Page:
The rally was attended by neo-Nazis, skinheads and Ku Klux Klan members. They were met with hundreds of counterprotesters, which led to street brawls and violent clashes.

A driver plowed into counterprotesters, killing Heather Heyer, 32, and injuring several others. The suspected driver is in custody, facing charges including second-degree murder.

Despite the "painful" event, "we’re not going to let them define us,” Signer told ABC News earlier this week of the agitators.

"They’re not going to tell our story," he said. "We’re going to tell our story. And outsiders -- their time has come and gone. This city is back on their feet, and we’re going to be better than ever despite this."

Signer compared his hopes for Charlottesville's recovery to the aftermath of the Charleston, South Carolina, church shooting in June 2015 that killed nine people. The gunman in that attack said he wanted to start a race war, but the tragedy instead united the city.

"There’s a memorial right now in front of Charlottesville City Hall that’s flowers and a heart that talks about the love that we have here. Those are the images that are going to replace these horrific ones from this weekend. That’s the work that we have as a country," Signer said.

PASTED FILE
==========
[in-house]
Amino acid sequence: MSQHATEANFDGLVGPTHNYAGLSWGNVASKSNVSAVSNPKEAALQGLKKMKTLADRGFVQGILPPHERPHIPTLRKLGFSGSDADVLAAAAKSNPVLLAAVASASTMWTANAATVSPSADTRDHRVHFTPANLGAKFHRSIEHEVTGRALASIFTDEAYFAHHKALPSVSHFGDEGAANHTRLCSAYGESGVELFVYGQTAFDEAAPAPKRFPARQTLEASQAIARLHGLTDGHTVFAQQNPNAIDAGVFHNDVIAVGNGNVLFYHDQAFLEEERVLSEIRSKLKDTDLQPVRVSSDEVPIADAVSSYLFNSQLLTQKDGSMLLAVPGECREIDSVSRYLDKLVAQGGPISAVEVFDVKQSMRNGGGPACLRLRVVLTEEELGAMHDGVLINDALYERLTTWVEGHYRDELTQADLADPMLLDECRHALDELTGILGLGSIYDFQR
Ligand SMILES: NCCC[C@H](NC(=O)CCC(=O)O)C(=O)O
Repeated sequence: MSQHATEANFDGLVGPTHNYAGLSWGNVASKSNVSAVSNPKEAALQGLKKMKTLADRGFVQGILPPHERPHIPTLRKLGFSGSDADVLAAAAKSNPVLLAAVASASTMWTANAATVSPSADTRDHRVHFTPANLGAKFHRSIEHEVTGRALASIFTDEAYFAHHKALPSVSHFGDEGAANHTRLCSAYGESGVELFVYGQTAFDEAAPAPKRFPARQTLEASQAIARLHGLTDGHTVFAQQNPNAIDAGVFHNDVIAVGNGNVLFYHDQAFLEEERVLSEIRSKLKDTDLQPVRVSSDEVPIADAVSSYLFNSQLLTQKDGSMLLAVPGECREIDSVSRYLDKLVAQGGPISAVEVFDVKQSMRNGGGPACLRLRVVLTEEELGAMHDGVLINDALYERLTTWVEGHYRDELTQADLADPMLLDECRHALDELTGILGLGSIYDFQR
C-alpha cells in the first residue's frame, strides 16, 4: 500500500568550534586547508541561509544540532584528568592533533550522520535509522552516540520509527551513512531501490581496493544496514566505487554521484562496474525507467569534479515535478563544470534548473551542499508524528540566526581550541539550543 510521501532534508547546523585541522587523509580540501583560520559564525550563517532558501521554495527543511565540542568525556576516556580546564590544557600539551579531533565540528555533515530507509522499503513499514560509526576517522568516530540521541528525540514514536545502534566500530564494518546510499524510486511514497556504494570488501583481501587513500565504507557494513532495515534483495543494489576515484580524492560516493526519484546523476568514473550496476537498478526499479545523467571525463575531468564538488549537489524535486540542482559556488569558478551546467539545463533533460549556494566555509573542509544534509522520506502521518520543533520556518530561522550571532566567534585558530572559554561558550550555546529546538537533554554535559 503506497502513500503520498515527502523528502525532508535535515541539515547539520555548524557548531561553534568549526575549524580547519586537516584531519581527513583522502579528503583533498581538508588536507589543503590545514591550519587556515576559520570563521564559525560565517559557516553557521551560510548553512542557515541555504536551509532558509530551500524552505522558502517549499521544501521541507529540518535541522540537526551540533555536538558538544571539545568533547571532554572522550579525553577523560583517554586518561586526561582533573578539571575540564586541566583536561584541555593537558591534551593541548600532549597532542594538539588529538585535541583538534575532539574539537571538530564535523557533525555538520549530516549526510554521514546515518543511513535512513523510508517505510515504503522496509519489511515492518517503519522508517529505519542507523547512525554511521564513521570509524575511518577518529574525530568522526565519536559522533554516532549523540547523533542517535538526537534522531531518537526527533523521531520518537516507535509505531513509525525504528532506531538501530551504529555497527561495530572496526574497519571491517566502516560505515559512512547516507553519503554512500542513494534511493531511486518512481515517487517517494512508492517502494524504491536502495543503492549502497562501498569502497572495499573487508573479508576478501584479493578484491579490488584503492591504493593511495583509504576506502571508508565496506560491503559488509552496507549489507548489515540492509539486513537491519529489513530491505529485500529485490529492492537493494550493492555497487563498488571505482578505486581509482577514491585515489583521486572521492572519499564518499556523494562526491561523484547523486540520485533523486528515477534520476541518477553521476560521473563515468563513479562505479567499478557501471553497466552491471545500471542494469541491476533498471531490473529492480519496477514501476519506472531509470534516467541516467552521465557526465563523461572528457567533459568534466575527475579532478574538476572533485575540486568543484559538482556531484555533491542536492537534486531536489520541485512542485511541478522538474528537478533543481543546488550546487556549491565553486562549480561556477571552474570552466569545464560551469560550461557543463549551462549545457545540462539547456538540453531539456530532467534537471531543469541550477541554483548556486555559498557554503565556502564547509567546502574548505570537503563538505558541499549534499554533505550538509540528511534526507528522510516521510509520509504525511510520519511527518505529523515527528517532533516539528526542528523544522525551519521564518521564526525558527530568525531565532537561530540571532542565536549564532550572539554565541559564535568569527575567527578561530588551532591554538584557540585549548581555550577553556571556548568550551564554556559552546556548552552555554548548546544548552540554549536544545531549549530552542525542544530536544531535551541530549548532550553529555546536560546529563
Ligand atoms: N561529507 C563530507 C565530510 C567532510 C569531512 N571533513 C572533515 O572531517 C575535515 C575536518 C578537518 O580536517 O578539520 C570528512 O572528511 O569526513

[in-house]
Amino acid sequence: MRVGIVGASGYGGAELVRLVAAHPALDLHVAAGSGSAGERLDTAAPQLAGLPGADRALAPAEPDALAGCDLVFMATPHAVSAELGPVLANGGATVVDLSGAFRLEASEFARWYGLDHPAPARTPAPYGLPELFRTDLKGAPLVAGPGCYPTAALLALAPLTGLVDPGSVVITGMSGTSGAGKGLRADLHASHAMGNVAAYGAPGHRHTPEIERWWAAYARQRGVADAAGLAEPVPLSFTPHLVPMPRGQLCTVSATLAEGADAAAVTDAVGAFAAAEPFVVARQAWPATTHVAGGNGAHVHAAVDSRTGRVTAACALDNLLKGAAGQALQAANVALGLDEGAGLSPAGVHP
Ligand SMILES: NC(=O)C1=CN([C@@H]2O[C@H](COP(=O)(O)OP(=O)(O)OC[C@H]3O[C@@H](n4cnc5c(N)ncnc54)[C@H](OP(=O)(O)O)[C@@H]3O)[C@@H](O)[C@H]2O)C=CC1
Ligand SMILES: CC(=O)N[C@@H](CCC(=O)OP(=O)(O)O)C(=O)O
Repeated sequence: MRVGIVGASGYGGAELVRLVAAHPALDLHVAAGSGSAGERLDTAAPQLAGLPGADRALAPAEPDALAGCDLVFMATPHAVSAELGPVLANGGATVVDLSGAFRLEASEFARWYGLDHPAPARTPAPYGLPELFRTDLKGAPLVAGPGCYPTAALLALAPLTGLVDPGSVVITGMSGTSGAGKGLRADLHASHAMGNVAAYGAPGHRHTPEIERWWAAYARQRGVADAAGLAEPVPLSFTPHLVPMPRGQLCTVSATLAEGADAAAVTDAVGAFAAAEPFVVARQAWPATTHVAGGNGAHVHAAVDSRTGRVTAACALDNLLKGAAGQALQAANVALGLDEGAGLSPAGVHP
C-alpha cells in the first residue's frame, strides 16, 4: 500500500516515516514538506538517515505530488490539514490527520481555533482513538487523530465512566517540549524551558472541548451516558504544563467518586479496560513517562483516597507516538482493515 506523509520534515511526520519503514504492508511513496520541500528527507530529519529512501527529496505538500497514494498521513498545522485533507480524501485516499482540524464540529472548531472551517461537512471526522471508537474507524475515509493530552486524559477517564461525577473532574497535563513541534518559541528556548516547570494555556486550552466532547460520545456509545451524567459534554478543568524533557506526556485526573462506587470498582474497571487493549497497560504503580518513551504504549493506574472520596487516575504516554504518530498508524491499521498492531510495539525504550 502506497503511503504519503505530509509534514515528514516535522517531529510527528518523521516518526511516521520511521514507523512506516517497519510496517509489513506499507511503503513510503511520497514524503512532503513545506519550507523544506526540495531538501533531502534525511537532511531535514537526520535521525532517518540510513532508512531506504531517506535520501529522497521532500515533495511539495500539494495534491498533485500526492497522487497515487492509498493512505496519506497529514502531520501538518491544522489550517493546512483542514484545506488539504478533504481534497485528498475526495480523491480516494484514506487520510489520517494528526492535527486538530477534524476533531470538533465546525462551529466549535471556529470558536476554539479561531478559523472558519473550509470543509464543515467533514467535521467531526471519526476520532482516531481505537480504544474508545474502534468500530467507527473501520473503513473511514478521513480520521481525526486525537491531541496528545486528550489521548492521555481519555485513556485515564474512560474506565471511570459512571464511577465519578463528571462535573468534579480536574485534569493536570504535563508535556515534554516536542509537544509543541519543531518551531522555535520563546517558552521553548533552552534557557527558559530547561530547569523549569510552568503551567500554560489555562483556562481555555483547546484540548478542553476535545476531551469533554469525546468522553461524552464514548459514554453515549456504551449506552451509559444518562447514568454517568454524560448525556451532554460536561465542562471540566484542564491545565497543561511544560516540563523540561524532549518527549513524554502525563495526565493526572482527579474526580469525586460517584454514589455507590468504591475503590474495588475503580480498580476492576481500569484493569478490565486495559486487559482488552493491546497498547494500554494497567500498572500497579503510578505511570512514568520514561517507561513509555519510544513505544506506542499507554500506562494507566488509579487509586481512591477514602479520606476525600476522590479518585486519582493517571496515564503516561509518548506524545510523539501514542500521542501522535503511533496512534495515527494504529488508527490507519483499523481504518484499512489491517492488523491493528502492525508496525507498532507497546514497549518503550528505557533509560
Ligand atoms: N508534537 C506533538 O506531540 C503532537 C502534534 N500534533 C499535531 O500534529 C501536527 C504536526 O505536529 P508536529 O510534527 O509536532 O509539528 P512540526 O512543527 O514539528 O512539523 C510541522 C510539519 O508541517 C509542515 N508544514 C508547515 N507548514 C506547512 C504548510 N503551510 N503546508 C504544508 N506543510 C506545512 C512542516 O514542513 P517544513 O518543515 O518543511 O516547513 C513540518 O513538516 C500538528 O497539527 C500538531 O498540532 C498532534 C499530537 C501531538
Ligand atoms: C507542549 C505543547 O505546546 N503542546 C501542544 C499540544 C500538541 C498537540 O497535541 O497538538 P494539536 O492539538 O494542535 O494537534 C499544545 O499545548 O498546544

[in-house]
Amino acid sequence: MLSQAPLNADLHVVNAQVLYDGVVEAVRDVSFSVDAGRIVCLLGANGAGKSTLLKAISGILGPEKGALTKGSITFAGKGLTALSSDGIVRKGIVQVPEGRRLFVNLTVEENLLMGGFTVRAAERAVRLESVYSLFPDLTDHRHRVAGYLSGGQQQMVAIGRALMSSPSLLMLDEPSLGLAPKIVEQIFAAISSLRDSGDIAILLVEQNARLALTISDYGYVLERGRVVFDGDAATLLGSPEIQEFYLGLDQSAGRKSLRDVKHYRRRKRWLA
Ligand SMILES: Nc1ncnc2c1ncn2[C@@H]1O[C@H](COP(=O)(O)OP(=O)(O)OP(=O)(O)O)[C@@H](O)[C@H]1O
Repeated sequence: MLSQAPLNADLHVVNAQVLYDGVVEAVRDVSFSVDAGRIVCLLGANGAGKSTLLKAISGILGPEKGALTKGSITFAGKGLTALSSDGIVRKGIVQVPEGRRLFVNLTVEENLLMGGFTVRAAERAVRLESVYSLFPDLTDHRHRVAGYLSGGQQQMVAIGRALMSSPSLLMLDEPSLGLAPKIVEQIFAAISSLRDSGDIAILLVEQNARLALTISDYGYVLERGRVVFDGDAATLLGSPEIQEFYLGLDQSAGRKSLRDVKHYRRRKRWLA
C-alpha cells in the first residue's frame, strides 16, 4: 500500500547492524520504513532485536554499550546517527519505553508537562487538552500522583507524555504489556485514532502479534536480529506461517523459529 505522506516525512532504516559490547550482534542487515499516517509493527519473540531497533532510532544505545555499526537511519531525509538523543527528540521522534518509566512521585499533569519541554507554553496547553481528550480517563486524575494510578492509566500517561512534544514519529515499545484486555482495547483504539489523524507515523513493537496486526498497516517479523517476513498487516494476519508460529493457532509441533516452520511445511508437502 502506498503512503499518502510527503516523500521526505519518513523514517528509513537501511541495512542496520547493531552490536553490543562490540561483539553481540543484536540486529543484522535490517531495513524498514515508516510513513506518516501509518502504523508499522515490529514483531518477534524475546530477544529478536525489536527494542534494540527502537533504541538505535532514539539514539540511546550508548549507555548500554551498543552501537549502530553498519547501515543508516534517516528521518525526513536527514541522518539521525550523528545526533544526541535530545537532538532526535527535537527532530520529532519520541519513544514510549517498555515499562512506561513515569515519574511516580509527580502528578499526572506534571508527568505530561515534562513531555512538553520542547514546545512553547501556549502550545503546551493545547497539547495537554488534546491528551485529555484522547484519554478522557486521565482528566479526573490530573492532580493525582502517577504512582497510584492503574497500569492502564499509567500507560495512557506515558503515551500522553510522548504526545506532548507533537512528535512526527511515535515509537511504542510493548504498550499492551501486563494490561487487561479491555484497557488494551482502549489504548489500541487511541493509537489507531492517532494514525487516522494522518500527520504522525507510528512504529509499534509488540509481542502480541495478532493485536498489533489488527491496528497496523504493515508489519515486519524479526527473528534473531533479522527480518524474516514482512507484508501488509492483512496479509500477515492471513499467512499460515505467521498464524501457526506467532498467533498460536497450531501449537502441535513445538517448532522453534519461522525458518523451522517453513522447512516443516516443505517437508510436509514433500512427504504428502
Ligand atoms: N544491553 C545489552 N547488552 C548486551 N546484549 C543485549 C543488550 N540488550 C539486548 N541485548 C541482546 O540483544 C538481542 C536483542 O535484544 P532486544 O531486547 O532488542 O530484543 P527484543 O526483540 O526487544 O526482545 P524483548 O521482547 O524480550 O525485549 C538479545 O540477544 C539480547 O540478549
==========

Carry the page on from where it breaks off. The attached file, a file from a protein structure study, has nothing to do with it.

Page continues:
"That’s what happened in Charleston. There were those horrible images of those people bloodied and killed and weeping from the church. But they were replaced quickly, steadily, by the work that started to happen. By people who said, 'You’re not going to tell our story for us. We’re going to tell our story.'

"And that’s what’s happening in this community. That’s my work as the mayor here -- is not to allow these hateful people who just don’t get this country to define us," he said. "And they’re not going to define us."